Revisiting Fan Fiction

2021 is here, and, so far, I’m not impressed. But, as the year laughs at my meager expectations for it, throws them down in the mud, stomps on them, urinates all over them, and then flips me the bird for good measure, I press on. 2021 is a petulant child, and perhaps a lot of encouragement and a few timeouts will train it up into an acceptable adult.

And let’s not rule out spanking. I will put this year over my knee if it pushes me too far, no matter what Psychology Today says about the damage to Baby New Year’s tender self-esteem.

I believe I’ve mentioned that I haven’t been writing. Or have I? In case I haven’t mentioned it, I haven’t been writing. But then you know that, don’t you? If I had been writing, you’d be reading about it here.

In an effort to get myself back in touch with the writer within, who has taken to living in a shack with no central heat or running water somewhere in the uncharted wilds of my cerebral cortex, living off Squirrel meat and hoarded cases of Key Lime LaCroix, I have been revisiting opuses past. (Opii?)

To wit, I’ve been reading and gently correcting (which involves neither timeouts nor spanking) my fan fiction, written between 1982 and 1996. I’ve also been sharing it on AO3, as I’ve been sharing some of the works of my late mother-in-law, Bev Volker, and her sister, Nancy Kippax.

Writing characters not your own in universes you didn’t create can, if approached with care, but a stimulating mental exercise for the writer. Going back and reading those exercises can be pleasantly nostalgic. It can also be cringe-worthy. If you’re honest, it can give you a glimpse into who you used to be and how you got where you are.

And, at the end of the exercise, maybe—just maybe—you’ll feel up to doing original writing again.

We’ll see.

In the meantime, if such appeals to you, my Fan Fic page has been updated with more links to the works that jump-started what we laughingly call my career. (And if you look closely, you’ll see that one more fan fic slipped out of me recently.)


On Change

If you’ve found this piece because you want information on The Forsyte Saga, you can skip my personal ramblings by clicking here.

Those of you who have kept up with me recently (that’s enough of you to count on two hands and allow for some digital amputations) know that I’ve pretty much gafiated from science fiction fandom.

For the unenlightened:

GAFIA (“getting away from it all”) + -ate

To drop out of fandom community activities, with the implication of “getting a life”.

I don’t know about the “getting a life” bit, because being part of SF fandom has been quite a life for most of the last 40 years. But my relationship to the community has, as Robert A. Heinlein once noted about dying relationships, begun to stink like rotten fish. I won’t go far into the details. I’ll just say that I feel like a misfit in fandom, the place one used to go to be a misfit and still be accepted. Alas, now it’s just a community of like-minded and judgmental cool kids, like any other clique.

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The Colonel’s Plan – It’s a SCAM – Part 2 of 6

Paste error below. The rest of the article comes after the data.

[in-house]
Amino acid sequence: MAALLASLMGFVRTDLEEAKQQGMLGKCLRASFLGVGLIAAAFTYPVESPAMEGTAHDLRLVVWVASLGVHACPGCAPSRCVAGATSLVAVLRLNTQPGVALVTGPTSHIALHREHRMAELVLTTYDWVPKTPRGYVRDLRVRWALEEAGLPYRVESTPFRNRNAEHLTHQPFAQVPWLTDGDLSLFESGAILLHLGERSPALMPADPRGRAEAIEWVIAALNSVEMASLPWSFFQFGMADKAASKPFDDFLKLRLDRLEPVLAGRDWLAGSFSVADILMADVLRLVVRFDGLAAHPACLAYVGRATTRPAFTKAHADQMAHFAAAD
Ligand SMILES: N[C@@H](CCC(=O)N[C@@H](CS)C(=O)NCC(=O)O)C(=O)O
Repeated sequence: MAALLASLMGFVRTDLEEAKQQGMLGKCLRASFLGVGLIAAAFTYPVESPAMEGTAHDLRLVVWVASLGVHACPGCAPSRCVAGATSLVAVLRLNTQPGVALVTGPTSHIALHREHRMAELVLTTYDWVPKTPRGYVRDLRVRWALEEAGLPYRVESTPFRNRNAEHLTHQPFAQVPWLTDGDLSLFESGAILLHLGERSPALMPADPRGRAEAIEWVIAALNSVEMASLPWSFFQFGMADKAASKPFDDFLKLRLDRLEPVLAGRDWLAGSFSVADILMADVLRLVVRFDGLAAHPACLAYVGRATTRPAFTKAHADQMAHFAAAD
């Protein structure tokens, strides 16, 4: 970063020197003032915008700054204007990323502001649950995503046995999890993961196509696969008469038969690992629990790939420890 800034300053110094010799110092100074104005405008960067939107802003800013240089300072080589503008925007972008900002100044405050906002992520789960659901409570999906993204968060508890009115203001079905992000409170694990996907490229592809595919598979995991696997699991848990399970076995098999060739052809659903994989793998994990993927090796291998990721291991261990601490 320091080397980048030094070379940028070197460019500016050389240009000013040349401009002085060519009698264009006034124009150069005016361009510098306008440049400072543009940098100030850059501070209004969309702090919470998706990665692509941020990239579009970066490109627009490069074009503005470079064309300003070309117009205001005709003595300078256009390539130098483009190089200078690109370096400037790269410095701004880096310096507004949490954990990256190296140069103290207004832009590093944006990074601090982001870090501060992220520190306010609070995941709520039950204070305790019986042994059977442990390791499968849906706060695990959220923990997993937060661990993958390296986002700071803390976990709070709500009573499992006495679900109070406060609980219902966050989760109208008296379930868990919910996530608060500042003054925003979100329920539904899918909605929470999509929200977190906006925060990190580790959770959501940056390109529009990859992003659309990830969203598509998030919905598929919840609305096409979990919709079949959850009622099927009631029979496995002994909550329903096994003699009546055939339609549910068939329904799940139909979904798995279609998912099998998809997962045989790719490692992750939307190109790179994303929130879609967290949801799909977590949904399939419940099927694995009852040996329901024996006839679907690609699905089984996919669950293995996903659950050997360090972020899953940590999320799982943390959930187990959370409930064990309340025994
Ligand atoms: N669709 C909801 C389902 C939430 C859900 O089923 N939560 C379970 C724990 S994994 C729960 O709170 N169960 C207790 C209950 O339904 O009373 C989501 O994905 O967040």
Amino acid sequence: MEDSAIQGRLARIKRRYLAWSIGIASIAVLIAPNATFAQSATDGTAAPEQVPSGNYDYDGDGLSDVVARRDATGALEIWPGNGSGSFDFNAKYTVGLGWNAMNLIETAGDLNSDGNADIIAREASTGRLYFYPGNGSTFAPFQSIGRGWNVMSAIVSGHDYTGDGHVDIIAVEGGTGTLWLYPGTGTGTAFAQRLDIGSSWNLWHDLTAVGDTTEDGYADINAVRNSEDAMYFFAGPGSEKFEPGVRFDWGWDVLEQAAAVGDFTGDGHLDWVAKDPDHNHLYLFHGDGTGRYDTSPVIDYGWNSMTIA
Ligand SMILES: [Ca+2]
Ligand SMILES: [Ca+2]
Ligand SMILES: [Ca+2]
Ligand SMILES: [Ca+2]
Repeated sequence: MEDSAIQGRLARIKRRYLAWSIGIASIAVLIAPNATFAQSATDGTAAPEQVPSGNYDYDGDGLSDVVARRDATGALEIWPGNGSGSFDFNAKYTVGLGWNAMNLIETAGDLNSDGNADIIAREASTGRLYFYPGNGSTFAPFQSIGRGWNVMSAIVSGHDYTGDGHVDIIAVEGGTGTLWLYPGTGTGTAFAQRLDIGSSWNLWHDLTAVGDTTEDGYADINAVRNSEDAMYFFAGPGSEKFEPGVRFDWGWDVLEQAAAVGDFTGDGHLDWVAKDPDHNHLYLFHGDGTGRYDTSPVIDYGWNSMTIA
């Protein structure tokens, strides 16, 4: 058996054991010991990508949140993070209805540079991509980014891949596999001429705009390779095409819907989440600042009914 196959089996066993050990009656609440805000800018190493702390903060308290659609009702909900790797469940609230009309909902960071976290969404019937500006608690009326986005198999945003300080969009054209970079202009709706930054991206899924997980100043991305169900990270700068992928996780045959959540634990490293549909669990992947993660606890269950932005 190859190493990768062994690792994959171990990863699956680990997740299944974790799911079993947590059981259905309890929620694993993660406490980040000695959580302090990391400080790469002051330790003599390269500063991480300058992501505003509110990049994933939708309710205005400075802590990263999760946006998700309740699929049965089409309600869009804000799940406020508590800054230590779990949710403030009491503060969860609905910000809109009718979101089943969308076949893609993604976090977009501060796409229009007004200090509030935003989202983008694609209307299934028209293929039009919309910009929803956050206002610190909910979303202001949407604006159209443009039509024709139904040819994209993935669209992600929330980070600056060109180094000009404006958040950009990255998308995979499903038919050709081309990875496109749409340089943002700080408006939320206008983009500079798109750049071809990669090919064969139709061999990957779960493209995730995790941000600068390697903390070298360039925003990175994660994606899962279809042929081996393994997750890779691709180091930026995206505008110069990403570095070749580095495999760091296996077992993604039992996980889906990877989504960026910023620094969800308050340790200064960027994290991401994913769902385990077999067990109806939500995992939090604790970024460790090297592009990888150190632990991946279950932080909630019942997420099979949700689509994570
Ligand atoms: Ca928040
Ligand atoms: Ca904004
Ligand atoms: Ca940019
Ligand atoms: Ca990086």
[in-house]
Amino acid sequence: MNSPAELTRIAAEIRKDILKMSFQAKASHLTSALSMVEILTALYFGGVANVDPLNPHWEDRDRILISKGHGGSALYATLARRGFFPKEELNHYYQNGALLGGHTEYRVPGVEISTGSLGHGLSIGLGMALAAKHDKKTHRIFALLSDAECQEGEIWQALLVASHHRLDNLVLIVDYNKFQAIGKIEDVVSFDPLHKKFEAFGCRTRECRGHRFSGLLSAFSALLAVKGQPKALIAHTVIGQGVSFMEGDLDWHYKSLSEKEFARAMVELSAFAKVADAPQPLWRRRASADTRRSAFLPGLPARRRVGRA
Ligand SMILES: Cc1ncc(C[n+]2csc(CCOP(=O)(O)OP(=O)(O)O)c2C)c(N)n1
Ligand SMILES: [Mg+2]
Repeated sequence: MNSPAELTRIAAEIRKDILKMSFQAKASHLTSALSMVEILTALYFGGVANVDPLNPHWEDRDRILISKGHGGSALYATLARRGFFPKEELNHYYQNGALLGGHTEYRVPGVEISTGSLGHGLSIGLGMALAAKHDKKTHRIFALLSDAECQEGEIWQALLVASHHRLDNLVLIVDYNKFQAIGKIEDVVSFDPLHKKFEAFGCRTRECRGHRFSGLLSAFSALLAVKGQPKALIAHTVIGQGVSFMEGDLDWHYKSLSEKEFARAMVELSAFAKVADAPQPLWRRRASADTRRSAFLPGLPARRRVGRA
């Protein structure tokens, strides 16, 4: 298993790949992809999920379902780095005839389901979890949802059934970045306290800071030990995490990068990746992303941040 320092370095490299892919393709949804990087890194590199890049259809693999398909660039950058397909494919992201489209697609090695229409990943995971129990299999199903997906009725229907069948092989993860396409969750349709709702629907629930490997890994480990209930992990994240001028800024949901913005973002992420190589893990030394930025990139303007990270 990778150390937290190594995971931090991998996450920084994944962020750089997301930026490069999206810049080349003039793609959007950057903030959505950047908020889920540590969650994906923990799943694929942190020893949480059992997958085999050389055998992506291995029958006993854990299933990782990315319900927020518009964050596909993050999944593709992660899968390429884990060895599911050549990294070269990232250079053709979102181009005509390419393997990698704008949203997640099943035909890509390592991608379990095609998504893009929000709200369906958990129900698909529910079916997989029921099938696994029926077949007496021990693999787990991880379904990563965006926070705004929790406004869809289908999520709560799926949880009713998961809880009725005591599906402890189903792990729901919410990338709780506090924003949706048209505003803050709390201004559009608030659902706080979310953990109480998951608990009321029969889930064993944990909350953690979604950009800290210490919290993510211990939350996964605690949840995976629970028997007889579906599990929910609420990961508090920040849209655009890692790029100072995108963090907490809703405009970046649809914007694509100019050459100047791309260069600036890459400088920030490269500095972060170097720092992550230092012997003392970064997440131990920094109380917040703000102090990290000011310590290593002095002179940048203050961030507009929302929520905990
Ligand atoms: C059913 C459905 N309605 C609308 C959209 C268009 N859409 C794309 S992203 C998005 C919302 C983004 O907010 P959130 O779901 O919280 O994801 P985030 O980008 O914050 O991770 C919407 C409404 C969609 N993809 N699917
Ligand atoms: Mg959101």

The officer investigating informed me that the Department took calls about cases like yours every day. He wished there was more they could do to help, but there really wasn’t. The number traced back to a Jamaican account with no subscriber information. Via newspaper articles, I learned that the scammers lived in cardboard shacks in Jamaica, bought pay-as-you-go phones by the dozens, and murdered each other to get hold of the lists of phone numbers of seniors in the U.S. that they could call to scam.

And, boy, were you on lists! You received several pounds of mail each day, 95% of it fake sweepstakes offers, letters from alleged attorneys offering you money, and, of course, checks that you were not supposed to deposit until you called Bob or Jason or Melanie.

The Jamaican called you later that evening, after both the police officer and I had left. He was now offering you 2.5 million dollars and a car but wanted to know why you had called the police. 

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On Facebook… Or Off It, Rather

I announced late Tuesday night, possibly early Wednesday morning, that I had deleted Facebook’s apps from my phone and tablet and closed the perpetually open browser tab for it on my desktops and laptops.

This was not a rash decision. This had been building for some time, and, as I said in that post (call it a “flounce” if you will), it was time.

I can say a lot of good things about Facebook. It brings to my attention news items that I might have missed. It lets me know about the joys and sorrows of family and friends. It’s kept me in touch with my cousins in Carolina, my high school best friend in Omaha, and lots of old friends who live around the corner, but whose paths don’t cross mine often if at all. They’re all good people and I like knowing what’s going on with them.

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Life Without Lazarus – Day 4

He pulled the legs off crickets, just one per customer. The crickets would hop in circles, suffering.

He would torture, but not kill, a mouse; and he usually let it escape. We had maimed rodents in the walls.